The excavation site known as Tell Sheikh Hamad, which lies on the Khabur River near the city of Deir Ezzor, sits atop of what was once the ancient Assyrian city of Dūr-Katlimmu, which was later known as Magdalu and Magdala under the Parthian and Roman empires.

From around 1350 B.C., the site functioned as regional capital of Assyria's western provinces and went on to serve as a crucial administrative center.

The U.S. Bureau of Educational and Cultural Affairs noted extensive looting in the site's citadel and lower town areas, as visible in these photos from March 2011 and March 2014.

A German team of archeologists from the Free University of Berlin that had been leading excavations at Tell Sheikh Hamad noted the extensive damage to the site as a result of the Syrian civil war.

"We appeal to the warring parties to preserve the rich cultural heritage of Syria and not to use it as a shield or deliberately destroy it," the archaeologists wrote.

8. Crac des Chevaliers

peuplier / Via Flickr: peuplier

The Crac des Chevaliers, originally constructed by the Hospitaller Order of Saint John of Jerusalem from 1142 to 1271 near what is now the Syrian city of Homs, earned its spot on the UNESCO World Heritage List because of its importance as one of the most well-preserved medieval Crusader castles in the world.

The castle, originally known as the Castle of the Kurds, illustrates "the exchange of influences and documenting the evolution of fortified architecture in the Near East during the Byzantine, Crusader and Islamic periods," according to UNESCO.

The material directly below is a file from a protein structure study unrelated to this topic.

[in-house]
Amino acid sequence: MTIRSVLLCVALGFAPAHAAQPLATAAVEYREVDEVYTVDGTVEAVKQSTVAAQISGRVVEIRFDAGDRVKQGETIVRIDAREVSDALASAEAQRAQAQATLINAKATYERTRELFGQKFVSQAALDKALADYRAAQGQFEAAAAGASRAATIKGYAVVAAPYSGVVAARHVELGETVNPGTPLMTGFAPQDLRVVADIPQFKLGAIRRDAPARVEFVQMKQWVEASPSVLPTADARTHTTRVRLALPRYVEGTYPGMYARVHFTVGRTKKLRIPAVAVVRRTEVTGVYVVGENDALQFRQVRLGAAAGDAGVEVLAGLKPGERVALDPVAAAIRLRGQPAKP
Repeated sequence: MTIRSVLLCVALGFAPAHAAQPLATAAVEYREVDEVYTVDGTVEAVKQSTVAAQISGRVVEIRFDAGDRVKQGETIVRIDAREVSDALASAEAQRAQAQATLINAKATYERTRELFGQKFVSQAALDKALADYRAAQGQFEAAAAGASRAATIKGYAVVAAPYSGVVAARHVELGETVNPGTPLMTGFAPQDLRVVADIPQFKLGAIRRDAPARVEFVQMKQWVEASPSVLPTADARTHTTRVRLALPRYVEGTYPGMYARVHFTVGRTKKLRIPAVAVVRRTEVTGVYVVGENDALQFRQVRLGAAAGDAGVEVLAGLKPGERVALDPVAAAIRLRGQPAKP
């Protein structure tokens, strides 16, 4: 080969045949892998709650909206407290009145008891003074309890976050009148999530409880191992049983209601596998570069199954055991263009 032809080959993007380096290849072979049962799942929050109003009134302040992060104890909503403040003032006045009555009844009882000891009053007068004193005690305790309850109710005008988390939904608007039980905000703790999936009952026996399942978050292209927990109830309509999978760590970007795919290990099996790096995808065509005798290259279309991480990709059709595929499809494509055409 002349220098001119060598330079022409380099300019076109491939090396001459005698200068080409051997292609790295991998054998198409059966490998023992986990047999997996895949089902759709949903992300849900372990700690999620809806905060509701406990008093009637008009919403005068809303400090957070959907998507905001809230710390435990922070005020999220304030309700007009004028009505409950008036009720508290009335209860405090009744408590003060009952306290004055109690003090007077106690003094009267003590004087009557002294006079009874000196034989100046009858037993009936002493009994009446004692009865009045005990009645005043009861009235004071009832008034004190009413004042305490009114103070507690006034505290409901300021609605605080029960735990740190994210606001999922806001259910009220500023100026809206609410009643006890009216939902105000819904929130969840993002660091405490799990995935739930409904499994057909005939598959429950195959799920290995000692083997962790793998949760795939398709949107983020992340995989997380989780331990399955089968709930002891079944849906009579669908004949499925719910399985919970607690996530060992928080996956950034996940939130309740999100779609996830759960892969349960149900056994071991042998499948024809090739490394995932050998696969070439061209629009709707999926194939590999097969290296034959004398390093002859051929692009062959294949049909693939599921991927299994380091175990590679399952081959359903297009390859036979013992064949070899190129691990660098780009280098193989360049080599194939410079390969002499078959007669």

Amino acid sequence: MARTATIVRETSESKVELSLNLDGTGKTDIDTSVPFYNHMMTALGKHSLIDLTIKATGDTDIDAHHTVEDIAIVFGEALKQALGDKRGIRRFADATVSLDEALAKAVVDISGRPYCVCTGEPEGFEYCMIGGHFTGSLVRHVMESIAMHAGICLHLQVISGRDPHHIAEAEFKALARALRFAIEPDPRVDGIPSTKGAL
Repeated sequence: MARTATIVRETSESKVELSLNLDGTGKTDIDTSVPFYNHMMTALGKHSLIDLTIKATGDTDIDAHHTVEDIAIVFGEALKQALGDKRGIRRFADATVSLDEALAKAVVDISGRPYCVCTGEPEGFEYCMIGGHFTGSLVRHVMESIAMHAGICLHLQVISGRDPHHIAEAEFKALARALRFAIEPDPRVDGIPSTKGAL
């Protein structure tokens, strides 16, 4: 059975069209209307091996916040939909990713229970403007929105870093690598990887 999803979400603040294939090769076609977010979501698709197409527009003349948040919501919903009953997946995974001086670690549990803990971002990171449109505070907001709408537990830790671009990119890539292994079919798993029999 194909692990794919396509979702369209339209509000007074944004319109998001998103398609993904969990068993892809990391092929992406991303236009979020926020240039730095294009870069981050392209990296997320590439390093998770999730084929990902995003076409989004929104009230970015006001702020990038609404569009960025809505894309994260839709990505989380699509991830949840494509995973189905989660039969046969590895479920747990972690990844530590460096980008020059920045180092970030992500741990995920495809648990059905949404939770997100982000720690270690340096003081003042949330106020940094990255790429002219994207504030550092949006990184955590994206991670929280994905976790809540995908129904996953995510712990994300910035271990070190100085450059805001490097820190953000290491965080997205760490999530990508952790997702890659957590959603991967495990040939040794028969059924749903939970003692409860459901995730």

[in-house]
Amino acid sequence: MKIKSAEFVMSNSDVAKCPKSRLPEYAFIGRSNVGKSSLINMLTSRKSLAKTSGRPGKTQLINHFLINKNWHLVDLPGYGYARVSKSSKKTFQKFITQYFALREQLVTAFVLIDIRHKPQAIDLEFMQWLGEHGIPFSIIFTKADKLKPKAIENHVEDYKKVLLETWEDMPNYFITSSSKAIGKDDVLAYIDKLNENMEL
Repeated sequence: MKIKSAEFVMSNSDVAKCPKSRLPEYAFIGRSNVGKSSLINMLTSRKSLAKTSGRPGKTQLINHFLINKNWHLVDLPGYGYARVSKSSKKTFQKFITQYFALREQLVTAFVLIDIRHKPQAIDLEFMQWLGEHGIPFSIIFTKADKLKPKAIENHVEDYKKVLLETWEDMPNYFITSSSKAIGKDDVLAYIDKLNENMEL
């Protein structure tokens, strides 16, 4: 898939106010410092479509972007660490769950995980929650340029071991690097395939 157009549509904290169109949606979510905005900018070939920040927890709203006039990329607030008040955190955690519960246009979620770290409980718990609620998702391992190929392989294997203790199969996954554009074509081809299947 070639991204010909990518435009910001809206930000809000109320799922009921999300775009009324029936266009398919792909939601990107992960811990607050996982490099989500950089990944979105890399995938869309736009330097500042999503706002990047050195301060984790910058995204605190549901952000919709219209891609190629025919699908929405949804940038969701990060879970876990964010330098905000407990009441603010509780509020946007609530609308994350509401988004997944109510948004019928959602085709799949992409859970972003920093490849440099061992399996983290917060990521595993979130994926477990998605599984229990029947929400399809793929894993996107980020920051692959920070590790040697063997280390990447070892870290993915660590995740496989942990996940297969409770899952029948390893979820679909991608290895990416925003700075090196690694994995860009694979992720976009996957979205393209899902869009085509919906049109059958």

This illustration from around 1150 shows how the castle's fortified walls helped it serve as a crucial administrative and military base.

"In the history of architecture, the Crac des Chevaliers is taken as the best preserved example of the castles of the Crusader period, and it is also seen as an archetype of a medieval castle particularly in the context of the military orders," according to UNESCO.

In February 2014, UNESCO decried the use of Crac des Chevaliers for military purposes amid the Syrian civil war, warning such use "raises the risk of imminent and irreversible destruction" to the site.

The next month, fighting between rebels and government forces would take a heavy toll on the Crusader castle.

AFP / Getty Images

UNESCO later said the site had been hit by direct shelling and targeted explosions, as evidenced by these photographs taken in March 2014. There was also evidence of airstrikes.

Government forces loyal to President Bashar al-Assad seized the fortress from rebels as part of an effort to push them from Homs province and disrupt the separatists' supply lines.

Afp / Getty Images

The fort had been held by opposition fighters for years.

After the fighting at the fortress and the nearby town of Al-Hosn, images surfaced of regime forces raising the Syrian flag above the castle.

The full extent of damage to Crac des Chevaliers is not known.

9. The Fortress of Salah Ed-Din

Jon Martin / Via Flickr: memeflux

Another castle from the Crusades recognized on the World Heritage List, the fortress of Salah Ed-Din in western Syria was fortified as far back as the 10th century.

With its origins dating back to the Byzantine Empire, the castle underwent further transformations and fortifications in the 12th and 13th centuries by the Franks and then the Ayyubids.

DAVID HOLT / Via Flickr: zongo

It was later abandoned and remained unused for centuries, before restoration work began to salvage the site's structures.